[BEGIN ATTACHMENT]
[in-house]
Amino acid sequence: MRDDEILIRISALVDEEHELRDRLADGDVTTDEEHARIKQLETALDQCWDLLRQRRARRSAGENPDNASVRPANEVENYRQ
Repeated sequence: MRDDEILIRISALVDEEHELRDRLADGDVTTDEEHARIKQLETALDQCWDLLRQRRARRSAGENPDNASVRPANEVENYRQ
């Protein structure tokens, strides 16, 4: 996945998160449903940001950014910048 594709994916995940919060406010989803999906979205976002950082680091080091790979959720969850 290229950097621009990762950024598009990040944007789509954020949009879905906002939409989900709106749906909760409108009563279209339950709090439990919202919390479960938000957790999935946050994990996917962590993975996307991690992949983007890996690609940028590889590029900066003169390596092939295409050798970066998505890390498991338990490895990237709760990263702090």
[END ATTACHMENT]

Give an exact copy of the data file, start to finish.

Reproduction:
[in-house]
Amino acid sequence: MRDDEILIRISALVDEEHELRDRLADGDVTTDEEHARIKQLETALDQCWDLLRQRRARRSAGENPDNASVRPANEVENYRQ
Repeated sequence: MRDDEILIRISALVDEEHELRDRLADGDVTTDEEHARIKQLETALDQCWDLLRQRRARRSAGENPDNASVRPANEVENYRQ
């Protein structure tokens, strides 16, 4: 996945998160449903940001950014910048 594709994916995940919060406010989803999906979205976002950082680091080091790979959720969850 290229950097621009990762950024598009990040944007789509954020949009879905906002939409989900709106749906909760409108009563279209339950709090439990919202919390479960938000957790999935946050994990996917962590993975996307991690992949983007890996690609940028590889590029900066003169390596092939295409050798970066998505890390498991338990490895990237709760990263702090």